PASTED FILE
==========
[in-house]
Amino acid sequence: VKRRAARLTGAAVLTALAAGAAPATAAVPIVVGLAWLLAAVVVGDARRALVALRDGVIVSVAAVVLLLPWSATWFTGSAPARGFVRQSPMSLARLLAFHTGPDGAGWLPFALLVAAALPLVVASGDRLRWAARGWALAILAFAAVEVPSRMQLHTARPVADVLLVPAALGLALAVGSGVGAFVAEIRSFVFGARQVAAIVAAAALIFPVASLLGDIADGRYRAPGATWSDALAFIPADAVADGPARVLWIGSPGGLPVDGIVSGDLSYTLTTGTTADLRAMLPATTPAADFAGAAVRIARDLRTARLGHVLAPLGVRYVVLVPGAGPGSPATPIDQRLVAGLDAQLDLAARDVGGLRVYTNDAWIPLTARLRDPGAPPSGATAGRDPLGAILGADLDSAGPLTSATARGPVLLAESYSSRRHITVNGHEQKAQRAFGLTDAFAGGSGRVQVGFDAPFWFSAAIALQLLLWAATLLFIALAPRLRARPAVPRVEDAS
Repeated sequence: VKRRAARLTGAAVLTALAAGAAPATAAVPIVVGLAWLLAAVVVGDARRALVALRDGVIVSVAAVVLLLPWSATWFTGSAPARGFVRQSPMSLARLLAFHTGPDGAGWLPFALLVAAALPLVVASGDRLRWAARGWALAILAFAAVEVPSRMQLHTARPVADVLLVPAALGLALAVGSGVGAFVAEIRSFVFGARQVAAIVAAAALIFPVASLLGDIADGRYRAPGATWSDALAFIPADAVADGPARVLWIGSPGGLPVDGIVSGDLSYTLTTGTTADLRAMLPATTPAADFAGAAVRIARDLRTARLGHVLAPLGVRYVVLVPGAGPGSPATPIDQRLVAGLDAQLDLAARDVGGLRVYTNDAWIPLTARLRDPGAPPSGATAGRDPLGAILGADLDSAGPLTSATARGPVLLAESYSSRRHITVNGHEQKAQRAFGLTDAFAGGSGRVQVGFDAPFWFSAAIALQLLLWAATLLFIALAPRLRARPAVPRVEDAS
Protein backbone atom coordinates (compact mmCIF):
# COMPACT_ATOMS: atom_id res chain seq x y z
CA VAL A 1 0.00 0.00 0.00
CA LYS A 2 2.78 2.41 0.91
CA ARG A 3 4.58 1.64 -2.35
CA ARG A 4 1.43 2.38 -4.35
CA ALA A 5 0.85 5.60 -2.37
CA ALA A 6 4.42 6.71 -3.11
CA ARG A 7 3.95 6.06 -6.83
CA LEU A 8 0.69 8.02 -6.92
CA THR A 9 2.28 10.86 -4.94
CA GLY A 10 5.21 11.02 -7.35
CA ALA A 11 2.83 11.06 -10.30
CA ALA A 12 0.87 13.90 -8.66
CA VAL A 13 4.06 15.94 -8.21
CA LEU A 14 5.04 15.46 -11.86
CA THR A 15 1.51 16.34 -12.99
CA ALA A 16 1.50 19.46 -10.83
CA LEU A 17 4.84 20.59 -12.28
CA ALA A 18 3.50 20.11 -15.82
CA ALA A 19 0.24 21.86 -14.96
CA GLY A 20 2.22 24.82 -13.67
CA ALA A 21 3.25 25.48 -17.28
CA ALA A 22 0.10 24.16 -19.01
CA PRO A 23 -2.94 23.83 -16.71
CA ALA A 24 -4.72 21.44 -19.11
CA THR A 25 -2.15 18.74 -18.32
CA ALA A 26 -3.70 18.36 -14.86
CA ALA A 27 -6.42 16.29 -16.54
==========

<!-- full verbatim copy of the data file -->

[in-house]
Amino acid sequence: VKRRAARLTGAAVLTALAAGAAPATAAVPIVVGLAWLLAAVVVGDARRALVALRDGVIVSVAAVVLLLPWSATWFTGSAPARGFVRQSPMSLARLLAFHTGPDGAGWLPFALLVAAALPLVVASGDRLRWAARGWALAILAFAAVEVPSRMQLHTARPVADVLLVPAALGLALAVGSGVGAFVAEIRSFVFGARQVAAIVAAAALIFPVASLLGDIADGRYRAPGATWSDALAFIPADAVADGPARVLWIGSPGGLPVDGIVSGDLSYTLTTGTTADLRAMLPATTPAADFAGAAVRIARDLRTARLGHVLAPLGVRYVVLVPGAGPGSPATPIDQRLVAGLDAQLDLAARDVGGLRVYTNDAWIPLTARLRDPGAPPSGATAGRDPLGAILGADLDSAGPLTSATARGPVLLAESYSSRRHITVNGHEQKAQRAFGLTDAFAGGSGRVQVGFDAPFWFSAAIALQLLLWAATLLFIALAPRLRARPAVPRVEDAS
Repeated sequence: VKRRAARLTGAAVLTALAAGAAPATAAVPIVVGLAWLLAAVVVGDARRALVALRDGVIVSVAAVVLLLPWSATWFTGSAPARGFVRQSPMSLARLLAFHTGPDGAGWLPFALLVAAALPLVVASGDRLRWAARGWALAILAFAAVEVPSRMQLHTARPVADVLLVPAALGLALAVGSGVGAFVAEIRSFVFGARQVAAIVAAAALIFPVASLLGDIADGRYRAPGATWSDALAFIPADAVADGPARVLWIGSPGGLPVDGIVSGDLSYTLTTGTTADLRAMLPATTPAADFAGAAVRIARDLRTARLGHVLAPLGVRYVVLVPGAGPGSPATPIDQRLVAGLDAQLDLAARDVGGLRVYTNDAWIPLTARLRDPGAPPSGATAGRDPLGAILGADLDSAGPLTSATARGPVLLAESYSSRRHITVNGHEQKAQRAFGLTDAFAGGSGRVQVGFDAPFWFSAAIALQLLLWAATLLFIALAPRLRARPAVPRVEDAS
Protein backbone atom coordinates (compact mmCIF):
# COMPACT_ATOMS: atom_id res chain seq x y z
CA VAL A 1 0.00 0.00 0.00
CA LYS A 2 2.78 2.41 0.91
CA ARG A 3 4.58 1.64 -2.35
CA ARG A 4 1.43 2.38 -4.35
CA ALA A 5 0.85 5.60 -2.37
CA ALA A 6 4.42 6.71 -3.11
CA ARG A 7 3.95 6.06 -6.83
CA LEU A 8 0.69 8.02 -6.92
CA THR A 9 2.28 10.86 -4.94
CA GLY A 10 5.21 11.02 -7.35
CA ALA A 11 2.83 11.06 -10.30
CA ALA A 12 0.87 13.90 -8.66
CA VAL A 13 4.06 15.94 -8.21
CA LEU A 14 5.04 15.46 -11.86
CA THR A 15 1.51 16.34 -12.99
CA ALA A 16 1.50 19.46 -10.83
CA LEU A 17 4.84 20.59 -12.28
CA ALA A 18 3.50 20.11 -15.82
CA ALA A 19 0.24 21.86 -14.96
CA GLY A 20 2.22 24.82 -13.67
CA ALA A 21 3.25 25.48 -17.28
CA ALA A 22 0.10 24.16 -19.01
CA PRO A 23 -2.94 23.83 -16.71
CA ALA A 24 -4.72 21.44 -19.11
CA THR A 25 -2.15 18.74 -18.32
CA ALA A 26 -3.70 18.36 -14.86
CA ALA A 27 -6.42 16.29 -16.54